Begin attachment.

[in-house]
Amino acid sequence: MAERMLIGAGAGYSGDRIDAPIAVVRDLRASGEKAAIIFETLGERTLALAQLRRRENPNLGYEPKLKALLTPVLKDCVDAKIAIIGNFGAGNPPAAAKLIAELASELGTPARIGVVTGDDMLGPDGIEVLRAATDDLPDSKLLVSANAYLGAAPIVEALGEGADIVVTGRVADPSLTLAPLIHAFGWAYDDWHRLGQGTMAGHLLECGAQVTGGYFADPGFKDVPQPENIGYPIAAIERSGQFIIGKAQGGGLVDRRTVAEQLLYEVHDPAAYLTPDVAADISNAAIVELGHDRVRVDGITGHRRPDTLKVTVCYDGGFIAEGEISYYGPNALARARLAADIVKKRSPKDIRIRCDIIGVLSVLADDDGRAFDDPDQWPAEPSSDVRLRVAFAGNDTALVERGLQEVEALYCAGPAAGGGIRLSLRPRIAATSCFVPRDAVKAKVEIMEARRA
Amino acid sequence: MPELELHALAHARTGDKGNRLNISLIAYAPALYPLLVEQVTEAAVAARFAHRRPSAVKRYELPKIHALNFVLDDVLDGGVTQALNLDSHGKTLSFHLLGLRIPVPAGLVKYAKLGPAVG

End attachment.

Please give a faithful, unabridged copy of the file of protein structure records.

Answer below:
[in-house]
Amino acid sequence: MAERMLIGAGAGYSGDRIDAPIAVVRDLRASGEKAAIIFETLGERTLALAQLRRRENPNLGYEPKLKALLTPVLKDCVDAKIAIIGNFGAGNPPAAAKLIAELASELGTPARIGVVTGDDMLGPDGIEVLRAATDDLPDSKLLVSANAYLGAAPIVEALGEGADIVVTGRVADPSLTLAPLIHAFGWAYDDWHRLGQGTMAGHLLECGAQVTGGYFADPGFKDVPQPENIGYPIAAIERSGQFIIGKAQGGGLVDRRTVAEQLLYEVHDPAAYLTPDVAADISNAAIVELGHDRVRVDGITGHRRPDTLKVTVCYDGGFIAEGEISYYGPNALARARLAADIVKKRSPKDIRIRCDIIGVLSVLADDDGRAFDDPDQWPAEPSSDVRLRVAFAGNDTALVERGLQEVEALYCAGPAAGGGIRLSLRPRIAATSCFVPRDAVKAKVEIMEARRA
Amino acid sequence: MPELELHALAHARTGDKGNRLNISLIAYAPALYPLLVEQVTEAAVAARFAHRRPSAVKRYELPKIHALNFVLDDVLDGGVTQALNLDSHGKTLSFHLLGLRIPVPAGLVKYAKLGPAVG